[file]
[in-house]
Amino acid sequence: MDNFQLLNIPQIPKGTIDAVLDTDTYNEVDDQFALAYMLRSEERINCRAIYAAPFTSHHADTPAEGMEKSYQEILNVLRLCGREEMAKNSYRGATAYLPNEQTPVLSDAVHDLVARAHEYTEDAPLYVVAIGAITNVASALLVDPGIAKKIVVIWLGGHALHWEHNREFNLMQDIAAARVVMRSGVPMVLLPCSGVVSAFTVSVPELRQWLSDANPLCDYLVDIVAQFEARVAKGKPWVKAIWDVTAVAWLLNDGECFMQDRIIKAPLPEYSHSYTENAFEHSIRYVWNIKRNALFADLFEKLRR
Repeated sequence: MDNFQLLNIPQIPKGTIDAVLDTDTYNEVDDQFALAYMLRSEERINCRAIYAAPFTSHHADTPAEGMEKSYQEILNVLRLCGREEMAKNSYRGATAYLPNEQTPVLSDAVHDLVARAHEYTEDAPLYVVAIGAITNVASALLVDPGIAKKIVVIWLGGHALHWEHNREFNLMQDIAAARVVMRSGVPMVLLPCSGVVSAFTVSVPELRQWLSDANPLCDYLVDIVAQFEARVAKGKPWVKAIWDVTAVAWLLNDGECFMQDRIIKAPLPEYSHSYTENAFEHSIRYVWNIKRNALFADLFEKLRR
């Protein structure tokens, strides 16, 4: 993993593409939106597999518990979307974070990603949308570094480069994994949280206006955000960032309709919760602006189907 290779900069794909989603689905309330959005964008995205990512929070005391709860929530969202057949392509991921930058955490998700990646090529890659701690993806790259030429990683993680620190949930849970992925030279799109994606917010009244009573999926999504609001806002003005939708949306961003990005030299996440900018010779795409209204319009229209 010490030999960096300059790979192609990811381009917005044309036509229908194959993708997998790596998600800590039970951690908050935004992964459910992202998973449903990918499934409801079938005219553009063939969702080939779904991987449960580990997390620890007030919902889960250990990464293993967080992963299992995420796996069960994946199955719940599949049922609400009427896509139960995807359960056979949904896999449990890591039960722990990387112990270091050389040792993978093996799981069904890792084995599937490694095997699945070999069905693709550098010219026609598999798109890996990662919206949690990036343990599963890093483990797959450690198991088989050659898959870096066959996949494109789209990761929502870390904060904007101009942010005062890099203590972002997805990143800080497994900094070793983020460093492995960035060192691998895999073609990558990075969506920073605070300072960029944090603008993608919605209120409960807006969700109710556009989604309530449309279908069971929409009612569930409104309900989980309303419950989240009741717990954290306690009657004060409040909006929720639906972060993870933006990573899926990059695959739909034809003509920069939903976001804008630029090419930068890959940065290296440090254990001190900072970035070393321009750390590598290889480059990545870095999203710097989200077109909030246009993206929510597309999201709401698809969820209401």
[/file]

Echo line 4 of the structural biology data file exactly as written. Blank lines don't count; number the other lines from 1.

């Protein structure tokens, strides 16, 4: 993993593409939106597999518990979307974070990603949308570094480069994994949280206006955000960032309709919760602006189907 290779900069794909989603689905309330959005964008995205990512929070005391709860929530969202057949392509991921930058955490998700990646090529890659701690993806790259030429990683993680620190949930849970992925030279799109994606917010009244009573999926999504609001806002003005939708949306961003990005030299996440900018010779795409209204319009229209 010490030999960096300059790979192609990811381009917005044309036509229908194959993708997998790596998600800590039970951690908050935004992964459910992202998973449903990918499934409801079938005219553009063939969702080939779904991987449960580990997390620890007030919902889960250990990464293993967080992963299992995420796996069960994946199955719940599949049922609400009427896509139960995807359960056979949904896999449990890591039960722990990387112990270091050389040792993978093996799981069904890792084995599937490694095997699945070999069905693709550098010219026609598999798109890996990662919206949690990036343990599963890093483990797959450690198991088989050659898959870096066959996949494109789209990761929502870390904060904007101009942010005062890099203590972002997805990143800080497994900094070793983020460093492995960035060192691998895999073609990558990075969506920073605070300072960029944090603008993608919605209120409960807006969700109710556009989604309530449309279908069971929409009612569930409104309900989980309303419950989240009741717990954290306690009657004060409040909006929720639906972060993870933006990573899926990059695959739909034809003509920069939903976001804008630029090419930068890959940065290296440090254990001190900072970035070393321009750390590598290889480059990545870095999203710097989200077109909030246009993206929510597309999201709401698809969820209401």